Langham Hall Autumn 2011: Impact of Policy Changes on Private Equity Valuations

1st September 2011

Welcome to our Autumn 2011 newsletter

The Asian private equity markets seem to be weathering the autumnal storms in Europe and around the world rather well. Fund-raising markets remain open for business, and some fund-raising efforts are actually ahead of schedule right now. Is this a rush to close funds before a much anticipated big freeze sets in, or are the Asian PE markets simply now waterproofed against downpours on the other side of the world? Hard to tell, but by Chinese New Year I think we will know.

Of course the true perfomance of a market is measured in investment returns rather than fund raising results, and to that end Brett Shadbolt and Jean-Baptise Roy from Censere Group comment on the impact of coming policy changes in the valuation of private equity fund investments, with a focus on buyout funds.

Impact of Policy Changes on Private Equity Valuations

Current policies allow buyout funds to report in either of:

1) US GAAP – Showing a fair value measurement per investment, reflecting the current fair value of each investment; or

2) IFRS – Full consolidation with purchase price allocation (PPA) and impairment testing of controlled investments, and hence minimal indication of the fair value of the investment. 

The first option is the most widely adopted solution for PE funds making controlling investments given the IFRS status quo. The second option can be tedious due to the requirements of PPA and impairment testing, and it does not communicate the performance of the fund to investors.

“The objective of the new IFRS 10 policy draft: The investment entity would be required to measure the fair value of all investments through profit or loss.”

The proposed standard is a step forward for an increasingly important industry. It would reduce the compliance overhead for PE funds and allow LP’s/investors to more clearly see and understand the true performance of their investments. The newly-released policy draft does leave many important questions unanswered, especially with regard to implementation. In particular, the draft does not specify:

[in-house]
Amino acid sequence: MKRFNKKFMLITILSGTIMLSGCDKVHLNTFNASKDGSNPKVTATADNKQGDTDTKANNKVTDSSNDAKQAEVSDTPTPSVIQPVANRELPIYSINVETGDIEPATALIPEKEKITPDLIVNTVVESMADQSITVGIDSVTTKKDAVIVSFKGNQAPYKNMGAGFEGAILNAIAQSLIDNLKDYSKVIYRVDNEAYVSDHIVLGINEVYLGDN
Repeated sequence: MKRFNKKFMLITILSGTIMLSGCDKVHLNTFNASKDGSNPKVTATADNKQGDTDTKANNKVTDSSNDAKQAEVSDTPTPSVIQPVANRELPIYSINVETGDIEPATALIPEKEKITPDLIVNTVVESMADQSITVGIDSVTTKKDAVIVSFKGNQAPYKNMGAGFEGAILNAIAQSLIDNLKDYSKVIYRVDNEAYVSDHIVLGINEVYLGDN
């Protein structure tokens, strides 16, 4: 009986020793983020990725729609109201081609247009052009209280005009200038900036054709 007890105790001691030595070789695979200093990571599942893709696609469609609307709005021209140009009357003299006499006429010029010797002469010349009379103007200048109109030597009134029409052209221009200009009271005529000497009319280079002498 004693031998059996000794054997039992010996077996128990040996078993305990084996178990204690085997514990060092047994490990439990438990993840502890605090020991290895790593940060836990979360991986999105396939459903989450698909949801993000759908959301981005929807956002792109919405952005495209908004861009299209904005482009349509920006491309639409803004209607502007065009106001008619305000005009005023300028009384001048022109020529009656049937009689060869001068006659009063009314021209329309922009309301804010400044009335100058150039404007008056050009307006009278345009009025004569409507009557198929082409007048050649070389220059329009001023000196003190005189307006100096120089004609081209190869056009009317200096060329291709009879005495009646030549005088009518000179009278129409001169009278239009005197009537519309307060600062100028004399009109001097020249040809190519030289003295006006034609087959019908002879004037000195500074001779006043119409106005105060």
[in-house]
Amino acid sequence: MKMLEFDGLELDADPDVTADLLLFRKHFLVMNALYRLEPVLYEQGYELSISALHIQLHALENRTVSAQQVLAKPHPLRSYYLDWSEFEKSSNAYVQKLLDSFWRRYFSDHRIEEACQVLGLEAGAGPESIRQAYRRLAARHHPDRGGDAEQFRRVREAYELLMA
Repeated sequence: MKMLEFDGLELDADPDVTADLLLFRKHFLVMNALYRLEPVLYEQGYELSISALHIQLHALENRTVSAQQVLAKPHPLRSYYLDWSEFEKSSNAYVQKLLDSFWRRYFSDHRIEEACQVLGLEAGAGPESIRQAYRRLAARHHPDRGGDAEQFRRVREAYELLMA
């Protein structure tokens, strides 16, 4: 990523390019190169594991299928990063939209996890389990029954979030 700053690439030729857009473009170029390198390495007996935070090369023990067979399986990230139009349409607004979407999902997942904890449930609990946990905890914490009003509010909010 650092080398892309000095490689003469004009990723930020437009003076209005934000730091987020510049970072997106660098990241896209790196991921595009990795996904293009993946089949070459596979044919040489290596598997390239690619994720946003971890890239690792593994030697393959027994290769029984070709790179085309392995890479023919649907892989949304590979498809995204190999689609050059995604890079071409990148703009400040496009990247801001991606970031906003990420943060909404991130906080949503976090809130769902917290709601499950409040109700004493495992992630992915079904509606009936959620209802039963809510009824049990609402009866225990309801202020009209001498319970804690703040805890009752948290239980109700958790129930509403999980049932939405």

• Whether the new standard will require DCF valuations, or whether market multiples be accepted where appropriate?
  • Whether there different reporting requirements for various investment thresholds?
  • Who can do the work: independent valuation firms, in-house staff, audit firms?

At Censere we predict that firms and regulators may struggle with several requirements of the proposed policy. Below, we highlight two anticipated problems and potential solutions:

Problem: Firms may struggle to meet independence and objectivity requirements

Solution: Independence in the fair valuation calculation of current holdings by the fund manager. LP’s want to see more transparency in valuation of investments – pragmatic solution might be involving an independent third party to do the valuation.

Problem: It is hard to obtain adequate financial and operational information from investees

Solution: Transparency issues in Asia make data collection from investee companies an arduous process. The new standards will not necessarily make this any easier. Investors can begin to change this by upgrading their requirements during the due diligence and data collection period prior to making an investment, supplemented by ongoing independent monitoring of this data over the life of the investment through a third-party. Alternatively, multiple and market comparables could be used approximate the value of the investment.


Instead of viewing the proposed policy as a hurdle, we at Censere see it as a potential opportunity for all stakeholders to benefit. For fund mangers, the proposed standard will provide impetus to transmit more meaningful information to their investors, and incorporate regular valuations into their investor reporting mechanism – while simultaneously removing the time-consuming and largely pointless requirement of PPA and impairment testing.

Many leading fund managers have already voluntarily adopted this type of reporting mechanism in addition to existing IFRS requirements. For LP’s, the level of transparency they have long sought will finally be achieved, helping them screen funds and GP’s for potential second-round funding in earlier stages of investment cycles.

Ongoing monitoring of investee companies and regular investor reporting are a basic facet of fund management. However, best-practice suggests that using an independent service provider to either review or conduct portfolio assessments and provide independent monitoring of investments will ensure that corporate governance and transparency objectives are met. Censere’s portfolio monitoring services plug directly into the fund accounting function, giving the GP's greater confidence in the results and providing an additional layer of comfort for limited partners.

This article was contributed by Brett Shadbolt (CEO) and Jean-Baptiste Roy (Senior Manager) of Censere Group, HK.